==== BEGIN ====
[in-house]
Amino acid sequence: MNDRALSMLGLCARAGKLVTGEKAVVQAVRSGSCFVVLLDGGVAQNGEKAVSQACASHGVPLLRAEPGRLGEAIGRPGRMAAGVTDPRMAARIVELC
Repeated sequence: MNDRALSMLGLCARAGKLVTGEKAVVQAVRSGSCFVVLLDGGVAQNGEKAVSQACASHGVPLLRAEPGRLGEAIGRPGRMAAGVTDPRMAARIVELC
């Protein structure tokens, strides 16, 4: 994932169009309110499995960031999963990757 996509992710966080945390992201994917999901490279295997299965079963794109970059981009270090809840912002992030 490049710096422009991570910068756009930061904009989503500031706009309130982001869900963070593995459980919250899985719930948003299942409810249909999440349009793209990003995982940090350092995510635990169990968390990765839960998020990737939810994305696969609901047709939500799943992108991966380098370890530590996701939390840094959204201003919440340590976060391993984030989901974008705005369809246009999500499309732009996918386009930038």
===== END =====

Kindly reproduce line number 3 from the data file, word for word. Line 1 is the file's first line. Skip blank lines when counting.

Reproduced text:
Repeated sequence: MNDRALSMLGLCARAGKLVTGEKAVVQAVRSGSCFVVLLDGGVAQNGEKAVSQACASHGVPLLRAEPGRLGEAIGRPGRMAAGVTDPRMAARIVELC